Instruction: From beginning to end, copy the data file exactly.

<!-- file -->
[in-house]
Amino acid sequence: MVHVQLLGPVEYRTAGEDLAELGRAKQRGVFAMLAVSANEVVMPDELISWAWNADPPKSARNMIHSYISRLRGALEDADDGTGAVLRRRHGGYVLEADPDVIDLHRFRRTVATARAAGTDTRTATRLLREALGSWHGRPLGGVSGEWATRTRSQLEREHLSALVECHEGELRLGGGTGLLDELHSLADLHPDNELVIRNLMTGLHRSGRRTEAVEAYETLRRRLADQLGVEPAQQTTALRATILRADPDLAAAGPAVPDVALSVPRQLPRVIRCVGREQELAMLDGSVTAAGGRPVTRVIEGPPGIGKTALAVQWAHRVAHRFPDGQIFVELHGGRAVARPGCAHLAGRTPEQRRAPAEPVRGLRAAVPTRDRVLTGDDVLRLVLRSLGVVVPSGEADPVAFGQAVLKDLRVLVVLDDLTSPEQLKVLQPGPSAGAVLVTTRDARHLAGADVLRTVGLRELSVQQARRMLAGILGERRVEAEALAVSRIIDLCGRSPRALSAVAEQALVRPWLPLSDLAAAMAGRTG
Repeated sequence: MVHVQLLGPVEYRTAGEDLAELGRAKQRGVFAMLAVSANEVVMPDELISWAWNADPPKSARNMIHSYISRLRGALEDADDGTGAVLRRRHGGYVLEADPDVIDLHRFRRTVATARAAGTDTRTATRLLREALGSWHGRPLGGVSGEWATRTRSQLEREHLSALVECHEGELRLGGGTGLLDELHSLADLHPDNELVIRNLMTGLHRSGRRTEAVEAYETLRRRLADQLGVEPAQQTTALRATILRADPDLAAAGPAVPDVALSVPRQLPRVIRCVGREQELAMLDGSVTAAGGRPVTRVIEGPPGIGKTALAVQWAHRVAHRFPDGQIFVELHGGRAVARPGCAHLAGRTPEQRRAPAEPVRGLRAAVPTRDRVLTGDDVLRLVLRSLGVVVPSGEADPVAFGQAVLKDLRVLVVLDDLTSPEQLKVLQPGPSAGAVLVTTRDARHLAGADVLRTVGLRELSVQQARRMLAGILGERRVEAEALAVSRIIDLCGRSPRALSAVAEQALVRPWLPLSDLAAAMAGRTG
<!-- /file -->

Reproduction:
[in-house]
Amino acid sequence: MVHVQLLGPVEYRTAGEDLAELGRAKQRGVFAMLAVSANEVVMPDELISWAWNADPPKSARNMIHSYISRLRGALEDADDGTGAVLRRRHGGYVLEADPDVIDLHRFRRTVATARAAGTDTRTATRLLREALGSWHGRPLGGVSGEWATRTRSQLEREHLSALVECHEGELRLGGGTGLLDELHSLADLHPDNELVIRNLMTGLHRSGRRTEAVEAYETLRRRLADQLGVEPAQQTTALRATILRADPDLAAAGPAVPDVALSVPRQLPRVIRCVGREQELAMLDGSVTAAGGRPVTRVIEGPPGIGKTALAVQWAHRVAHRFPDGQIFVELHGGRAVARPGCAHLAGRTPEQRRAPAEPVRGLRAAVPTRDRVLTGDDVLRLVLRSLGVVVPSGEADPVAFGQAVLKDLRVLVVLDDLTSPEQLKVLQPGPSAGAVLVTTRDARHLAGADVLRTVGLRELSVQQARRMLAGILGERRVEAEALAVSRIIDLCGRSPRALSAVAEQALVRPWLPLSDLAAAMAGRTG
Repeated sequence: MVHVQLLGPVEYRTAGEDLAELGRAKQRGVFAMLAVSANEVVMPDELISWAWNADPPKSARNMIHSYISRLRGALEDADDGTGAVLRRRHGGYVLEADPDVIDLHRFRRTVATARAAGTDTRTATRLLREALGSWHGRPLGGVSGEWATRTRSQLEREHLSALVECHEGELRLGGGTGLLDELHSLADLHPDNELVIRNLMTGLHRSGRRTEAVEAYETLRRRLADQLGVEPAQQTTALRATILRADPDLAAAGPAVPDVALSVPRQLPRVIRCVGREQELAMLDGSVTAAGGRPVTRVIEGPPGIGKTALAVQWAHRVAHRFPDGQIFVELHGGRAVARPGCAHLAGRTPEQRRAPAEPVRGLRAAVPTRDRVLTGDDVLRLVLRSLGVVVPSGEADPVAFGQAVLKDLRVLVVLDDLTSPEQLKVLQPGPSAGAVLVTTRDARHLAGADVLRTVGLRELSVQQARRMLAGILGERRVEAEALAVSRIIDLCGRSPRALSAVAEQALVRPWLPLSDLAAAMAGRTG